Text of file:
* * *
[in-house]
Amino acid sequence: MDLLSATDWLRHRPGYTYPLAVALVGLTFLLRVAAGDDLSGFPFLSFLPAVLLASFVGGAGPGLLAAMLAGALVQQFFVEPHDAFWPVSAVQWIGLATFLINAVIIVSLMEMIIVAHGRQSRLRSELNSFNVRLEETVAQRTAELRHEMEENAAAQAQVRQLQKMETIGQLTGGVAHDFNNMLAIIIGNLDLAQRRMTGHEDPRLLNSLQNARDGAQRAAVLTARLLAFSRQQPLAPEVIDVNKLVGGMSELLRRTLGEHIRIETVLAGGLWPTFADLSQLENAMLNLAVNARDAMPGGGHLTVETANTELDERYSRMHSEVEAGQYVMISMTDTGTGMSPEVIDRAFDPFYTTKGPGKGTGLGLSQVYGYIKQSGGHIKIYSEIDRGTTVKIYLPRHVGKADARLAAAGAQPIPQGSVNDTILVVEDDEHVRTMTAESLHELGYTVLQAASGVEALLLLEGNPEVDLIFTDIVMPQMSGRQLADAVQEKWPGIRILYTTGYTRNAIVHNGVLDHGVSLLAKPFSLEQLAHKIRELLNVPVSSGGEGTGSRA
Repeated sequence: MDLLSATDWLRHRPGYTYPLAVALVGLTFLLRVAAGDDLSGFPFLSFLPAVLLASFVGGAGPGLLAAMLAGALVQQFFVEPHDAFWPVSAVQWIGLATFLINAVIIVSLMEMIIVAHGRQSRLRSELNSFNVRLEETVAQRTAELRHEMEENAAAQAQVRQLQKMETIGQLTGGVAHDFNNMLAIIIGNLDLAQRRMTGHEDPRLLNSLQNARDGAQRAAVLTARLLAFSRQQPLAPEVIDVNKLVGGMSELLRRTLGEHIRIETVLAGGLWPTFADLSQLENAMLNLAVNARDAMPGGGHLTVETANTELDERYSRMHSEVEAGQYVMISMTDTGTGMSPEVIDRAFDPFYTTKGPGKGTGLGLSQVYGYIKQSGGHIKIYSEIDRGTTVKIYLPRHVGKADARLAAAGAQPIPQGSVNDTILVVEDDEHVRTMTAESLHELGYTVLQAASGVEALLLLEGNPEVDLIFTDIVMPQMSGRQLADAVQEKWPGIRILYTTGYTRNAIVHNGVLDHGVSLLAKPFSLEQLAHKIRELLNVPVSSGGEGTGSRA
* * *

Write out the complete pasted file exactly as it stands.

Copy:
[in-house]
Amino acid sequence: MDLLSATDWLRHRPGYTYPLAVALVGLTFLLRVAAGDDLSGFPFLSFLPAVLLASFVGGAGPGLLAAMLAGALVQQFFVEPHDAFWPVSAVQWIGLATFLINAVIIVSLMEMIIVAHGRQSRLRSELNSFNVRLEETVAQRTAELRHEMEENAAAQAQVRQLQKMETIGQLTGGVAHDFNNMLAIIIGNLDLAQRRMTGHEDPRLLNSLQNARDGAQRAAVLTARLLAFSRQQPLAPEVIDVNKLVGGMSELLRRTLGEHIRIETVLAGGLWPTFADLSQLENAMLNLAVNARDAMPGGGHLTVETANTELDERYSRMHSEVEAGQYVMISMTDTGTGMSPEVIDRAFDPFYTTKGPGKGTGLGLSQVYGYIKQSGGHIKIYSEIDRGTTVKIYLPRHVGKADARLAAAGAQPIPQGSVNDTILVVEDDEHVRTMTAESLHELGYTVLQAASGVEALLLLEGNPEVDLIFTDIVMPQMSGRQLADAVQEKWPGIRILYTTGYTRNAIVHNGVLDHGVSLLAKPFSLEQLAHKIRELLNVPVSSGGEGTGSRA
Repeated sequence: MDLLSATDWLRHRPGYTYPLAVALVGLTFLLRVAAGDDLSGFPFLSFLPAVLLASFVGGAGPGLLAAMLAGALVQQFFVEPHDAFWPVSAVQWIGLATFLINAVIIVSLMEMIIVAHGRQSRLRSELNSFNVRLEETVAQRTAELRHEMEENAAAQAQVRQLQKMETIGQLTGGVAHDFNNMLAIIIGNLDLAQRRMTGHEDPRLLNSLQNARDGAQRAAVLTARLLAFSRQQPLAPEVIDVNKLVGGMSELLRRTLGEHIRIETVLAGGLWPTFADLSQLENAMLNLAVNARDAMPGGGHLTVETANTELDERYSRMHSEVEAGQYVMISMTDTGTGMSPEVIDRAFDPFYTTKGPGKGTGLGLSQVYGYIKQSGGHIKIYSEIDRGTTVKIYLPRHVGKADARLAAAGAQPIPQGSVNDTILVVEDDEHVRTMTAESLHELGYTVLQAASGVEALLLLEGNPEVDLIFTDIVMPQMSGRQLADAVQEKWPGIRILYTTGYTRNAIVHNGVLDHGVSLLAKPFSLEQLAHKIRELLNVPVSSGGEGTGSRA